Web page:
Most universities which were listed as Institutional Members of the American Studies Association have left it up to particular departments which took out the membership to decide whether to continue.

Of the 83 Institutional Members listed by ASA, at least 11 deny being members, as detailed in the List of Universities rejecting academic boycott of Israel.

Prior to today, an additional 5 members had withdrawn, and the University of Texas at Dallas today makes 6 withdrawals.

I received the following information by email today:

The University of Texas at Dallas’ School of Interdisciplinary Studies cancelled its institutional membership in the ASA.

UT Dallas does not endorse the boycott of Israeli academic institutions by scholarly organizations. We join the Association of Public and Land-Grant Universities and other organizations in asserting that this boycott wrongly limits the ability of American and Israeli academic institutions and their faculty members to exchange ideas and collaborate in scholarly and research endeavors. Individual members of the academic community have every right to express their views, but the University regards this action as misguided and ill-considered.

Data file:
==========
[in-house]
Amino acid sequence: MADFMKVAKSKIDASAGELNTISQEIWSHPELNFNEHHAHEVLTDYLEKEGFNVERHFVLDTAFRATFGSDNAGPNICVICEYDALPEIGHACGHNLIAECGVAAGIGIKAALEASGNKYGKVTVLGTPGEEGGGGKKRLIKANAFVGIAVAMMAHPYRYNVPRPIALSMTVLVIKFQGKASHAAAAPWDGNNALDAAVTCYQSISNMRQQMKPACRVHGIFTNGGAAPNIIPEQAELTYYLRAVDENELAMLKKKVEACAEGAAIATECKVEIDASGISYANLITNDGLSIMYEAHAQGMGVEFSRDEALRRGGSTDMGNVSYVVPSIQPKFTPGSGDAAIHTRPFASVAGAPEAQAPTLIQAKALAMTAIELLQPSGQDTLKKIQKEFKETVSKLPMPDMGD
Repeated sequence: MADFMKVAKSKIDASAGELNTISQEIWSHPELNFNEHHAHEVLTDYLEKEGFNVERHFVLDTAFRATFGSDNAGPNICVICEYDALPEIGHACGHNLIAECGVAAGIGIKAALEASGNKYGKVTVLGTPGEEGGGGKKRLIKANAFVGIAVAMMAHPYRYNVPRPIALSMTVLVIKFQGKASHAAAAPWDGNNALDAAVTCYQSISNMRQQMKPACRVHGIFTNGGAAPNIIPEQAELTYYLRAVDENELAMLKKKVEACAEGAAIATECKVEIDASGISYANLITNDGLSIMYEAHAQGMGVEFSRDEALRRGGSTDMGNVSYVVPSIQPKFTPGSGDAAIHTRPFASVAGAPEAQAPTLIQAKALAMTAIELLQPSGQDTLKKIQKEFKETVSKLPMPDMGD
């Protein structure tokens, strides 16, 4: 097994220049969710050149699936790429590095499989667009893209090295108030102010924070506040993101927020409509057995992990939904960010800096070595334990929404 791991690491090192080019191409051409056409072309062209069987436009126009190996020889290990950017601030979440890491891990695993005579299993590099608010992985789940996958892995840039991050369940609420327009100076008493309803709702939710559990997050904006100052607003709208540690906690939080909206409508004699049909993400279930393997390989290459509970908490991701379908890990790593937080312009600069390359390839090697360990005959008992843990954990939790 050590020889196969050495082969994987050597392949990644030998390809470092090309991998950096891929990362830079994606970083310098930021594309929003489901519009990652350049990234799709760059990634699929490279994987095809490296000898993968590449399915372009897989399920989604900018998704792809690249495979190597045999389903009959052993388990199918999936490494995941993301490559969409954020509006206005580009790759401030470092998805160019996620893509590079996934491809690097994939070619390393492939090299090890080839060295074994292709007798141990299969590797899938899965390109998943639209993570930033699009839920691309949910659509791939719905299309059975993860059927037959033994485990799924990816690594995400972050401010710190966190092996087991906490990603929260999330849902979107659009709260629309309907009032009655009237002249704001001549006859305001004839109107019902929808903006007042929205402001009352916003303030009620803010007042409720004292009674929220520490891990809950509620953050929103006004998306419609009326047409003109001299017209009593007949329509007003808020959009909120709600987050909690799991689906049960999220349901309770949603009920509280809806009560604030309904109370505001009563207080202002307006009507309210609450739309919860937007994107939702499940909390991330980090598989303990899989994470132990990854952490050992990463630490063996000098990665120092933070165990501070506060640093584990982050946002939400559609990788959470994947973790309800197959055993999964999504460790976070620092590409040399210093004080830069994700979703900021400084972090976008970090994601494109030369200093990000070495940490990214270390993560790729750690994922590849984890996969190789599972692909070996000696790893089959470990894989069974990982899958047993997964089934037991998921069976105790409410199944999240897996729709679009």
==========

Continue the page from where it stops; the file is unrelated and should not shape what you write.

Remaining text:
Susan Rogers
Vice President for Communications
University of Texas at Dallas

An author from The Chronicle of Higher Education, writing in The NY Times, notes that the ASA has become a pariah, Backlash Against Israel Boycott Throws Academic Association on Defensive

With its recent vote to boycott Israel’s higher-education institutions to protest the country’s treatment of Palestinians, the American Studies Association has itself become the target of widespread criticism and ostracism. It has gone from relative obscurity to prominence as a pariah of the United States higher-education establishment, its experience serving as a cautionary tale for other scholarly groups that might consider taking a similar stand on the Middle East.

Related: Anti-Israel academic boycott group’s tax-exempt status challenged.

 
 0 
 
 4